WOW ! Im purchasing a 1910 Historical home and left behind is a 1907 Gordon and Sons player piano……I dont have your skills but I have hopes of saving the piano and repurposing now…….Great job !

Mario Sanchez

May 5, 2016, 12:32 am Reply

perfect thanks. I saw a pic on interest and acquired an old piano just like this one. haven't started yet because was scared to screw it up.

Dor shem-tov

May 5, 2016, 1:06 am Reply

awsome sauce!!!!! that came out really nice, just an idea but u coul've routed a place for a cutting board 2 sit inside the shelf.


Jun 6, 2016, 8:08 am Reply

Well done. I've seen a couple of old pianos on CL for free and guess what I'm picking one up soon. Again, great job!


Jun 6, 2016, 8:09 am Reply


Bob Czubiak

Jul 7, 2016, 7:19 am Reply

This would be cool to rent out for various events. I think I would take out the harp of the piano. I was thinking that maybe you could take a picture of it, take the harp out and replace with the picture maybe printed on vinyl. From a distance, I think it would look like the real deal especially when adding lighting to it and you wouldn't break your back lugging it around.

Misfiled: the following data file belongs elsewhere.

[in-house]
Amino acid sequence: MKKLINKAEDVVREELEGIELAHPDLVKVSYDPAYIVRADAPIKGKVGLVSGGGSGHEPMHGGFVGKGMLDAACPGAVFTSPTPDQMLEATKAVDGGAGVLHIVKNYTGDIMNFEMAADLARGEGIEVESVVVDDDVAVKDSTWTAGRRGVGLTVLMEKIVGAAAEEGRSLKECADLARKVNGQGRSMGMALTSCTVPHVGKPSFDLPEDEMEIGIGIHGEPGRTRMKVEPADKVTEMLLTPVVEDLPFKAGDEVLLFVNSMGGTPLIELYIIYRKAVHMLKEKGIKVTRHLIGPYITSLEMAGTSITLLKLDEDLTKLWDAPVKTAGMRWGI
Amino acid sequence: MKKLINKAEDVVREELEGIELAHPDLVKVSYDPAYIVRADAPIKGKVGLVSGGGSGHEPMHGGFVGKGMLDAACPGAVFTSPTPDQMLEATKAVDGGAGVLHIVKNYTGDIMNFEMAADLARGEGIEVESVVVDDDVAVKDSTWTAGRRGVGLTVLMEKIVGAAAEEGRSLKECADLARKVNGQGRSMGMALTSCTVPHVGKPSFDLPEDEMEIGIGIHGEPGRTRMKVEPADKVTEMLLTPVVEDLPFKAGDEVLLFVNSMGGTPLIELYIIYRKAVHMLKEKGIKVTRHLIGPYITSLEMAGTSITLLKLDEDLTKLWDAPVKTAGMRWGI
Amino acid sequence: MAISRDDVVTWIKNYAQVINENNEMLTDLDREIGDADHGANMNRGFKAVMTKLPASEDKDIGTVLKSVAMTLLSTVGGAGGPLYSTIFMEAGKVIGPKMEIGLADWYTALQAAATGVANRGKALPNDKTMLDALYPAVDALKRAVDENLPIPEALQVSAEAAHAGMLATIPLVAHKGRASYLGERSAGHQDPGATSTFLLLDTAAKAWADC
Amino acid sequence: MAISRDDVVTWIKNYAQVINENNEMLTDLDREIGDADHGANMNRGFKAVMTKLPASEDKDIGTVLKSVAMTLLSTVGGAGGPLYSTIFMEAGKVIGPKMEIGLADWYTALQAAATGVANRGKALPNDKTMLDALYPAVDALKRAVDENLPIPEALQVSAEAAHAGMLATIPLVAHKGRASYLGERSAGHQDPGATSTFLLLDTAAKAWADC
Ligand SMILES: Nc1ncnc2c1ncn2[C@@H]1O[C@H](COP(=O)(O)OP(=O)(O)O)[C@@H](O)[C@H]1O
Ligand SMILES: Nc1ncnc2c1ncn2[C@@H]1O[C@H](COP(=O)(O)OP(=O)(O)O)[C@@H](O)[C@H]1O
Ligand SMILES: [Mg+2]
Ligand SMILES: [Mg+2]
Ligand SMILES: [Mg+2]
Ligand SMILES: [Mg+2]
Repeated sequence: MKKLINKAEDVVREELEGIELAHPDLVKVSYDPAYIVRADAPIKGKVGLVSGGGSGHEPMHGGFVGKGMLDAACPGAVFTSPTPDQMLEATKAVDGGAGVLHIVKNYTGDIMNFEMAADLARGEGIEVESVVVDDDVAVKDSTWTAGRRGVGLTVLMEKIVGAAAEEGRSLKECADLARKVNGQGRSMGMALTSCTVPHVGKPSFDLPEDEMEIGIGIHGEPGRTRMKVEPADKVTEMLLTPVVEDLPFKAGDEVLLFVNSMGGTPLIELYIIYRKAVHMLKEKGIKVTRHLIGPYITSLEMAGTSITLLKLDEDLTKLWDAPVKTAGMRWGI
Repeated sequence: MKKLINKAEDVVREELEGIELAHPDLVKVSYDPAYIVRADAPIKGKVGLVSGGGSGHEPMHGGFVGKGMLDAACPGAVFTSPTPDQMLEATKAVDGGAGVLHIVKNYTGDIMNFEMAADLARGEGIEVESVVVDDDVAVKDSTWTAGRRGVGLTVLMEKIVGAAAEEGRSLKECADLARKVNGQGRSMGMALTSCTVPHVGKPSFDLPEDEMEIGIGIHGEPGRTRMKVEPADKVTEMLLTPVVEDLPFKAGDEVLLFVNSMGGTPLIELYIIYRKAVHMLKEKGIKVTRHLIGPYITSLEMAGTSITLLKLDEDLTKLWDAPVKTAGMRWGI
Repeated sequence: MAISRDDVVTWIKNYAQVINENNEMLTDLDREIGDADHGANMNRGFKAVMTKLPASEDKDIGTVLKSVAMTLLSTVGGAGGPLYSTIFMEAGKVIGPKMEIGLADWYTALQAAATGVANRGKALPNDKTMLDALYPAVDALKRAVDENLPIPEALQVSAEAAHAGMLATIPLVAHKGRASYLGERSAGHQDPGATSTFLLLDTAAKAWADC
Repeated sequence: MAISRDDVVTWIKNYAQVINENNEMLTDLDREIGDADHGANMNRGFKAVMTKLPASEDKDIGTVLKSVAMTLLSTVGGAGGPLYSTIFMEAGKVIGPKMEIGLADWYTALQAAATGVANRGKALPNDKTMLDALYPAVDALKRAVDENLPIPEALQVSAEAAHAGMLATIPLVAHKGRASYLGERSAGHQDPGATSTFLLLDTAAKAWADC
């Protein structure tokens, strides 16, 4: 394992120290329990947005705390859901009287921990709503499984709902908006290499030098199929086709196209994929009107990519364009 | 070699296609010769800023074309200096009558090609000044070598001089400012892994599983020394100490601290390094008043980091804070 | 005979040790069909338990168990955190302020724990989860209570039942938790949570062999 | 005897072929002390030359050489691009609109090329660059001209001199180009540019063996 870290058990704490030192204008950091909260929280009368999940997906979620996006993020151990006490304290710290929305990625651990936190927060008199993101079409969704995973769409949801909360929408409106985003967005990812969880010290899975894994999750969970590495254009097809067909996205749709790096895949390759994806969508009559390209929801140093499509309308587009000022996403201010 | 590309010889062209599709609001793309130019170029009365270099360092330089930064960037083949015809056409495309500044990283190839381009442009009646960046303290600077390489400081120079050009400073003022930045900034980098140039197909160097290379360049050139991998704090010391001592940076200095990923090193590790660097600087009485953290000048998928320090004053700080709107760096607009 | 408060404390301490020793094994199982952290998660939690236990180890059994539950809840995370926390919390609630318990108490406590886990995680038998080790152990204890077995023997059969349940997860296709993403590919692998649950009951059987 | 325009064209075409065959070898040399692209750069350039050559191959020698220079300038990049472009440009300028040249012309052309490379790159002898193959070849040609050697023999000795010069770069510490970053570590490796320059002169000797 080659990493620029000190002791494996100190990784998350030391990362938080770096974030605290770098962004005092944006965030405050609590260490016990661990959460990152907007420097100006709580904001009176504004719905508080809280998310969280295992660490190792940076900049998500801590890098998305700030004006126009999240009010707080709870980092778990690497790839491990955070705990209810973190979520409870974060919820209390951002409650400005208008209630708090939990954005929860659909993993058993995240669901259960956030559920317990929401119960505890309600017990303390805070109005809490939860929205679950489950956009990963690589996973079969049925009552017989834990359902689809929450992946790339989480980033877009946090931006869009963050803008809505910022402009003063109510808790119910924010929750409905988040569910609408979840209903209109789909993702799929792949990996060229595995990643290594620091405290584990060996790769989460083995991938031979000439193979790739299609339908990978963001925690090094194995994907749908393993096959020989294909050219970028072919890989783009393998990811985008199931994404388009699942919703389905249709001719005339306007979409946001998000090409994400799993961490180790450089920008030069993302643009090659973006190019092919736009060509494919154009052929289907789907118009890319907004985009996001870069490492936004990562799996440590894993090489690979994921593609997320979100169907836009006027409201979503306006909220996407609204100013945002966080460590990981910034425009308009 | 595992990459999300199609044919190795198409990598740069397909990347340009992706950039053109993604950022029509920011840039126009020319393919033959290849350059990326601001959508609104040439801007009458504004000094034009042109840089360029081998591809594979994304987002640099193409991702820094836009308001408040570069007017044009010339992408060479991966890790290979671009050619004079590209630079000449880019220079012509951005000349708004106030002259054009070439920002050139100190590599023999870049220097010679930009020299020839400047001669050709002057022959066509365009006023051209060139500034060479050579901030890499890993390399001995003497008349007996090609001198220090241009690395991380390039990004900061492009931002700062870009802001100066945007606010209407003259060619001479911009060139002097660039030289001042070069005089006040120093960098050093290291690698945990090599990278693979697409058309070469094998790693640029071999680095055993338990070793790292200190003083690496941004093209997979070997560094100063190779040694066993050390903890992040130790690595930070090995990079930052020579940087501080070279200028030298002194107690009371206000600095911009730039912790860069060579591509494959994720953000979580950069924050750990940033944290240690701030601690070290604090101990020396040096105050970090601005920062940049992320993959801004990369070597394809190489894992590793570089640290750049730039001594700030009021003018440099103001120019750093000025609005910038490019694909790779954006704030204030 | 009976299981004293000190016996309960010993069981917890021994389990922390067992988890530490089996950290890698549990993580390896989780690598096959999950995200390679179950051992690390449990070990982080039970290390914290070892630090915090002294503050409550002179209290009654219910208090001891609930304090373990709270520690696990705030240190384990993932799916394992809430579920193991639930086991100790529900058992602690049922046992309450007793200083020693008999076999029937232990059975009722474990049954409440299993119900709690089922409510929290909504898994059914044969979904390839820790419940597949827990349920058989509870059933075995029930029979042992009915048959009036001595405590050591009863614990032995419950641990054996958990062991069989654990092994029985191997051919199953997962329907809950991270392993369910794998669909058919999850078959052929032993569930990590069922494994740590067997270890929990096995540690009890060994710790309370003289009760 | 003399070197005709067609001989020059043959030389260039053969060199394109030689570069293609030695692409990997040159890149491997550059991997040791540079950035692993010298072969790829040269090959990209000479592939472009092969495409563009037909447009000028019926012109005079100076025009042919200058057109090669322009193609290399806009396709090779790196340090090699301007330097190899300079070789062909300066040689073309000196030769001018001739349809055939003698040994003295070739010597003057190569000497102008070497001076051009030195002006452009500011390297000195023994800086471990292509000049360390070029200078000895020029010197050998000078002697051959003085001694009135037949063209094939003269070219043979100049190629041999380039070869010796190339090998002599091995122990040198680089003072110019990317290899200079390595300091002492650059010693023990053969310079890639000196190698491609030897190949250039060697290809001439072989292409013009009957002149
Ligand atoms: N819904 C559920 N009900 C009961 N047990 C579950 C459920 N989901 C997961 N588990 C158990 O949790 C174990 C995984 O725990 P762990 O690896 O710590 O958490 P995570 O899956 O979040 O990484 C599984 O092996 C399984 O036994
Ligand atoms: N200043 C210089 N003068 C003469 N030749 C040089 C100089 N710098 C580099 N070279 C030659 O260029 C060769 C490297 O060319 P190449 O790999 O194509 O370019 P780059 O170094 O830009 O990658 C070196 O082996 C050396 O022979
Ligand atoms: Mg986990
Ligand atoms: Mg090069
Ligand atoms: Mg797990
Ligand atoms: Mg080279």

Jul 7, 2016, 2:32 am Reply

great job I wish I had saved more of the piano

Samantha Shelby

Oct 10, 2016, 10:39 pm Reply

This is too amazing!

Entropy wins

Oct 10, 2016, 4:26 am Reply

This made me smile. What a great hack! Brilliant.

Keith Budgell

Nov 11, 2016, 12:58 am Reply

What would you put the approximate weight of this piece at? I love it – have an old upright with a cracked soundboard that we're looking to repurpose into a bar for our home. Love it.